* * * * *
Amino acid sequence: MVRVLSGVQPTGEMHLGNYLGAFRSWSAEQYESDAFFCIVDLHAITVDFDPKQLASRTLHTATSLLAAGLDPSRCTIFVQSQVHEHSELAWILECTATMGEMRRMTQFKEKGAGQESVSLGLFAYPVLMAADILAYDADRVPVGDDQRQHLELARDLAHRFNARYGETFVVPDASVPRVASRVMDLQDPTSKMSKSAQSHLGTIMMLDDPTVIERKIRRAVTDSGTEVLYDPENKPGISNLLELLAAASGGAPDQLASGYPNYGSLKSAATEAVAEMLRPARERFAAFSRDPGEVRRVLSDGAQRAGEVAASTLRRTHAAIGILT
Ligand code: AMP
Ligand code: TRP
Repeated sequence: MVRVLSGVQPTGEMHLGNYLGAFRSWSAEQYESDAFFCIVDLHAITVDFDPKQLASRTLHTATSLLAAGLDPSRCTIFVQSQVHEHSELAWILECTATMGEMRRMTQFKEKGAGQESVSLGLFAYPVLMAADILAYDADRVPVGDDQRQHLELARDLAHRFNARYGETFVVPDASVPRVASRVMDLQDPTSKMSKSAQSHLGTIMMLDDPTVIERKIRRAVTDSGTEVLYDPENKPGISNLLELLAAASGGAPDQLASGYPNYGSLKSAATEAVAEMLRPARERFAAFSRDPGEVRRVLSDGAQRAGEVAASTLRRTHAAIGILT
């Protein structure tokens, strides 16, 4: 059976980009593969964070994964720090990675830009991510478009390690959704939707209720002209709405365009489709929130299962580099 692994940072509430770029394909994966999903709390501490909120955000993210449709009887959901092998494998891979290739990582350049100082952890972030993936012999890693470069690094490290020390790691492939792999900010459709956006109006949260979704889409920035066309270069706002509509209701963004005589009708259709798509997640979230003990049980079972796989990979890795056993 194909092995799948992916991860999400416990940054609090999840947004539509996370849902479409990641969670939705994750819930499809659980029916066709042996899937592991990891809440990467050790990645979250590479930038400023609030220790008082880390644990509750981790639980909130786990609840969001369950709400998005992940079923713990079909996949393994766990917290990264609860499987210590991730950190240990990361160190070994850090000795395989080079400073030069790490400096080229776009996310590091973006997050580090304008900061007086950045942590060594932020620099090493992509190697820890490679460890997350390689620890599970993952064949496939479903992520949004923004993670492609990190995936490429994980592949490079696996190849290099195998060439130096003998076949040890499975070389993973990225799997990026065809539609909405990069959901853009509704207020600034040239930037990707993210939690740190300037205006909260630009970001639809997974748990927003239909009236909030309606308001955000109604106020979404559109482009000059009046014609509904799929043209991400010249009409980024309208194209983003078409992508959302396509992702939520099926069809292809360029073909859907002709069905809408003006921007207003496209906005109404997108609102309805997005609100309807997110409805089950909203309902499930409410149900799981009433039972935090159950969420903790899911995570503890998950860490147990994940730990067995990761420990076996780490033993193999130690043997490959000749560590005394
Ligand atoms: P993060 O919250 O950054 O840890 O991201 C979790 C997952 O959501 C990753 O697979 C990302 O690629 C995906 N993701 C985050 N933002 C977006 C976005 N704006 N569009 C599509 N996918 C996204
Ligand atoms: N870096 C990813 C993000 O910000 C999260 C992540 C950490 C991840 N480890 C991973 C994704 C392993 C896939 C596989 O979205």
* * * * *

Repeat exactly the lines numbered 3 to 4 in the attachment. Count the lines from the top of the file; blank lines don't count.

Ligand code: TRP
Repeated sequence: MVRVLSGVQPTGEMHLGNYLGAFRSWSAEQYESDAFFCIVDLHAITVDFDPKQLASRTLHTATSLLAAGLDPSRCTIFVQSQVHEHSELAWILECTATMGEMRRMTQFKEKGAGQESVSLGLFAYPVLMAADILAYDADRVPVGDDQRQHLELARDLAHRFNARYGETFVVPDASVPRVASRVMDLQDPTSKMSKSAQSHLGTIMMLDDPTVIERKIRRAVTDSGTEVLYDPENKPGISNLLELLAAASGGAPDQLASGYPNYGSLKSAATEAVAEMLRPARERFAAFSRDPGEVRRVLSDGAQRAGEVAASTLRRTHAAIGILT